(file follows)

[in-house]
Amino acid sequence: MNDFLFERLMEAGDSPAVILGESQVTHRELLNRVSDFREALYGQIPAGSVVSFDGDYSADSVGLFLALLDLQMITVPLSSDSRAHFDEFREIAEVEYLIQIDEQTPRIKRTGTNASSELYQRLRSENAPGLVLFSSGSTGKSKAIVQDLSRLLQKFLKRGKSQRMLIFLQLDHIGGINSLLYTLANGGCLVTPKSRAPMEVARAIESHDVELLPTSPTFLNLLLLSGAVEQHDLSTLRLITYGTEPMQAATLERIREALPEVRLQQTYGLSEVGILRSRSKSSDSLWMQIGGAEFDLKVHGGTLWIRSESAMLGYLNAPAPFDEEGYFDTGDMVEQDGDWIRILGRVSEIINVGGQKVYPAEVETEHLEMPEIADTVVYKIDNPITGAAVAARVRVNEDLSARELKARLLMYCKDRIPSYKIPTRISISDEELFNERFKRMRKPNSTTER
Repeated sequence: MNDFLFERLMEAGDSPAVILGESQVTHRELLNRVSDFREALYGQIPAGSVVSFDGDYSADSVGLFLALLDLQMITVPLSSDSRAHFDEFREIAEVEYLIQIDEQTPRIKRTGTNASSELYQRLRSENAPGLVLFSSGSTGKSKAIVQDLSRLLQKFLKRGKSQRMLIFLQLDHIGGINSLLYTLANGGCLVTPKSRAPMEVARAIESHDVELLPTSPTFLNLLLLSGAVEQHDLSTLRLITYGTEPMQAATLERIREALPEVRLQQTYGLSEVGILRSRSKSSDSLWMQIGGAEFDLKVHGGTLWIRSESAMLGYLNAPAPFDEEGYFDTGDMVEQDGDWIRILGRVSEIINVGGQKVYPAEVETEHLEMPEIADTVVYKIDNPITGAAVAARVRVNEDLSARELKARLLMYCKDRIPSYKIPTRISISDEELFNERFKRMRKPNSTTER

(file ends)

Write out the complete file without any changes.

[in-house]
Amino acid sequence: MNDFLFERLMEAGDSPAVILGESQVTHRELLNRVSDFREALYGQIPAGSVVSFDGDYSADSVGLFLALLDLQMITVPLSSDSRAHFDEFREIAEVEYLIQIDEQTPRIKRTGTNASSELYQRLRSENAPGLVLFSSGSTGKSKAIVQDLSRLLQKFLKRGKSQRMLIFLQLDHIGGINSLLYTLANGGCLVTPKSRAPMEVARAIESHDVELLPTSPTFLNLLLLSGAVEQHDLSTLRLITYGTEPMQAATLERIREALPEVRLQQTYGLSEVGILRSRSKSSDSLWMQIGGAEFDLKVHGGTLWIRSESAMLGYLNAPAPFDEEGYFDTGDMVEQDGDWIRILGRVSEIINVGGQKVYPAEVETEHLEMPEIADTVVYKIDNPITGAAVAARVRVNEDLSARELKARLLMYCKDRIPSYKIPTRISISDEELFNERFKRMRKPNSTTER
Repeated sequence: MNDFLFERLMEAGDSPAVILGESQVTHRELLNRVSDFREALYGQIPAGSVVSFDGDYSADSVGLFLALLDLQMITVPLSSDSRAHFDEFREIAEVEYLIQIDEQTPRIKRTGTNASSELYQRLRSENAPGLVLFSSGSTGKSKAIVQDLSRLLQKFLKRGKSQRMLIFLQLDHIGGINSLLYTLANGGCLVTPKSRAPMEVARAIESHDVELLPTSPTFLNLLLLSGAVEQHDLSTLRLITYGTEPMQAATLERIREALPEVRLQQTYGLSEVGILRSRSKSSDSLWMQIGGAEFDLKVHGGTLWIRSESAMLGYLNAPAPFDEEGYFDTGDMVEQDGDWIRILGRVSEIINVGGQKVYPAEVETEHLEMPEIADTVVYKIDNPITGAAVAARVRVNEDLSARELKARLLMYCKDRIPSYKIPTRISISDEELFNERFKRMRKPNSTTER